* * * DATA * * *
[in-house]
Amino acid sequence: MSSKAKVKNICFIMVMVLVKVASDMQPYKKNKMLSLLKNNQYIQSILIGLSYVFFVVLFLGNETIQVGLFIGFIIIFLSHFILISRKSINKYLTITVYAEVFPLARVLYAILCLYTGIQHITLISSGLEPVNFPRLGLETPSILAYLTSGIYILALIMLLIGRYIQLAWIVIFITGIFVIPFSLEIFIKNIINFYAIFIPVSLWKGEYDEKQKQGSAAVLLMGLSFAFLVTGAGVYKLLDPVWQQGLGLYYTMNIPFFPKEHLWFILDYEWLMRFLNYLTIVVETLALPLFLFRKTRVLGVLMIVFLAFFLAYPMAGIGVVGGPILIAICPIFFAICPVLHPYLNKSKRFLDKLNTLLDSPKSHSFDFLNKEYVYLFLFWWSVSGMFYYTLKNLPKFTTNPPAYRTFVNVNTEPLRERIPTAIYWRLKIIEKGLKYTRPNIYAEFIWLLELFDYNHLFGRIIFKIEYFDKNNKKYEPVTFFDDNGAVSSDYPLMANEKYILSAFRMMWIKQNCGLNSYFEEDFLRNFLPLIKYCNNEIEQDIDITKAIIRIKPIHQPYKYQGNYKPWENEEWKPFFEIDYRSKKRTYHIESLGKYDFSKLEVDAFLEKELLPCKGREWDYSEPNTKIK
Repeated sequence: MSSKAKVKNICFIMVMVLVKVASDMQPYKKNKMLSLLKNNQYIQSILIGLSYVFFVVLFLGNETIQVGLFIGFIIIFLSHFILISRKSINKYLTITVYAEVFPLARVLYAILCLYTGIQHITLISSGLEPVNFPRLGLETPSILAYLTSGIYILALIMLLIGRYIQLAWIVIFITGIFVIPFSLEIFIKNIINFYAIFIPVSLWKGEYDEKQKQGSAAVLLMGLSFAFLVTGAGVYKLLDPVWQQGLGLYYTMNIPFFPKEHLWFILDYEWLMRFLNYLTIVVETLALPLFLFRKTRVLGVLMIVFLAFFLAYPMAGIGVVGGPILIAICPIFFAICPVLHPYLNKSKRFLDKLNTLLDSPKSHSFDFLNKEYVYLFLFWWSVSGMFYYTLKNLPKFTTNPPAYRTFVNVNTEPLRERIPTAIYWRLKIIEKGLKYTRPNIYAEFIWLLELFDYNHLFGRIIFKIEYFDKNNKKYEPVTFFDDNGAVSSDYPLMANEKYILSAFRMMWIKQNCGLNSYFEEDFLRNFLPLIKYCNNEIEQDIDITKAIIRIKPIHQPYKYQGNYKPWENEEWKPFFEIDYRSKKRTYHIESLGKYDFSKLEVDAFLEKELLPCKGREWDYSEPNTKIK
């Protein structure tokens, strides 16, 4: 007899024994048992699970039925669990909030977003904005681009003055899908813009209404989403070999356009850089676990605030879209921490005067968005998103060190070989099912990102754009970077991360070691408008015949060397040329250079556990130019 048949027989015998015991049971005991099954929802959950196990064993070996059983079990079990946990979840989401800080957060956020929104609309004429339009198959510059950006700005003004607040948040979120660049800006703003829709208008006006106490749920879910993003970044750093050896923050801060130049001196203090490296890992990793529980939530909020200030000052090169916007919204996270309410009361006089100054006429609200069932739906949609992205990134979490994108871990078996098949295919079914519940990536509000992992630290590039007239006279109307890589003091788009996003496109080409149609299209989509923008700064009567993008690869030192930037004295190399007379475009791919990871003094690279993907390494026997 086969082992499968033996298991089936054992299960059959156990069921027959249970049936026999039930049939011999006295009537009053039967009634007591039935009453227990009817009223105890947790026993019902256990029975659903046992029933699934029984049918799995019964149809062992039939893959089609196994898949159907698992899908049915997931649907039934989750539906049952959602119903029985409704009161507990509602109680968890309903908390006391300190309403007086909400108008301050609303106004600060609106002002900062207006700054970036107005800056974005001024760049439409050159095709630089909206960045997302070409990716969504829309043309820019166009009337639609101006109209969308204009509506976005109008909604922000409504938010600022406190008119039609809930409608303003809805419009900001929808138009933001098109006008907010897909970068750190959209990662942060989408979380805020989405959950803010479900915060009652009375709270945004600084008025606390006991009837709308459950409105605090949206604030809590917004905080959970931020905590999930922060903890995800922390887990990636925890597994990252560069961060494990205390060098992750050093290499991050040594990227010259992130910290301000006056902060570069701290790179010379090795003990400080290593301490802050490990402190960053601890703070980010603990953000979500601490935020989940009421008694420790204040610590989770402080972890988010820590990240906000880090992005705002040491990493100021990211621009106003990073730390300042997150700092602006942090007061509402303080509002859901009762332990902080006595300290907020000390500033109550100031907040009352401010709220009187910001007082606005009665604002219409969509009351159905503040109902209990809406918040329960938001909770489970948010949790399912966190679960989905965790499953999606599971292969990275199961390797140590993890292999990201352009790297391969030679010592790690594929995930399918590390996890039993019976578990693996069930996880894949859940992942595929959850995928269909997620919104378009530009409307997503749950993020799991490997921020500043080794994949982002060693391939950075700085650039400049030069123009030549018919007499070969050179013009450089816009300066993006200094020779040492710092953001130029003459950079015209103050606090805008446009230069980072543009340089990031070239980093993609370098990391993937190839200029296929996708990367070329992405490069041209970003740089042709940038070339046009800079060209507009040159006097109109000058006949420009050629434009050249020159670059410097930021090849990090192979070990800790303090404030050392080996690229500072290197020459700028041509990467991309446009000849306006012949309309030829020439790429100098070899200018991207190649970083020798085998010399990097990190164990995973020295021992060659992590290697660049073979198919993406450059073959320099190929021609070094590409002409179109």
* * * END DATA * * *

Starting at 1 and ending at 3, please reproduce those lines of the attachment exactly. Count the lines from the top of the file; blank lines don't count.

[in-house]
Amino acid sequence: MSSKAKVKNICFIMVMVLVKVASDMQPYKKNKMLSLLKNNQYIQSILIGLSYVFFVVLFLGNETIQVGLFIGFIIIFLSHFILISRKSINKYLTITVYAEVFPLARVLYAILCLYTGIQHITLISSGLEPVNFPRLGLETPSILAYLTSGIYILALIMLLIGRYIQLAWIVIFITGIFVIPFSLEIFIKNIINFYAIFIPVSLWKGEYDEKQKQGSAAVLLMGLSFAFLVTGAGVYKLLDPVWQQGLGLYYTMNIPFFPKEHLWFILDYEWLMRFLNYLTIVVETLALPLFLFRKTRVLGVLMIVFLAFFLAYPMAGIGVVGGPILIAICPIFFAICPVLHPYLNKSKRFLDKLNTLLDSPKSHSFDFLNKEYVYLFLFWWSVSGMFYYTLKNLPKFTTNPPAYRTFVNVNTEPLRERIPTAIYWRLKIIEKGLKYTRPNIYAEFIWLLELFDYNHLFGRIIFKIEYFDKNNKKYEPVTFFDDNGAVSSDYPLMANEKYILSAFRMMWIKQNCGLNSYFEEDFLRNFLPLIKYCNNEIEQDIDITKAIIRIKPIHQPYKYQGNYKPWENEEWKPFFEIDYRSKKRTYHIESLGKYDFSKLEVDAFLEKELLPCKGREWDYSEPNTKIK
Repeated sequence: MSSKAKVKNICFIMVMVLVKVASDMQPYKKNKMLSLLKNNQYIQSILIGLSYVFFVVLFLGNETIQVGLFIGFIIIFLSHFILISRKSINKYLTITVYAEVFPLARVLYAILCLYTGIQHITLISSGLEPVNFPRLGLETPSILAYLTSGIYILALIMLLIGRYIQLAWIVIFITGIFVIPFSLEIFIKNIINFYAIFIPVSLWKGEYDEKQKQGSAAVLLMGLSFAFLVTGAGVYKLLDPVWQQGLGLYYTMNIPFFPKEHLWFILDYEWLMRFLNYLTIVVETLALPLFLFRKTRVLGVLMIVFLAFFLAYPMAGIGVVGGPILIAICPIFFAICPVLHPYLNKSKRFLDKLNTLLDSPKSHSFDFLNKEYVYLFLFWWSVSGMFYYTLKNLPKFTTNPPAYRTFVNVNTEPLRERIPTAIYWRLKIIEKGLKYTRPNIYAEFIWLLELFDYNHLFGRIIFKIEYFDKNNKKYEPVTFFDDNGAVSSDYPLMANEKYILSAFRMMWIKQNCGLNSYFEEDFLRNFLPLIKYCNNEIEQDIDITKAIIRIKPIHQPYKYQGNYKPWENEEWKPFFEIDYRSKKRTYHIESLGKYDFSKLEVDAFLEKELLPCKGREWDYSEPNTKIK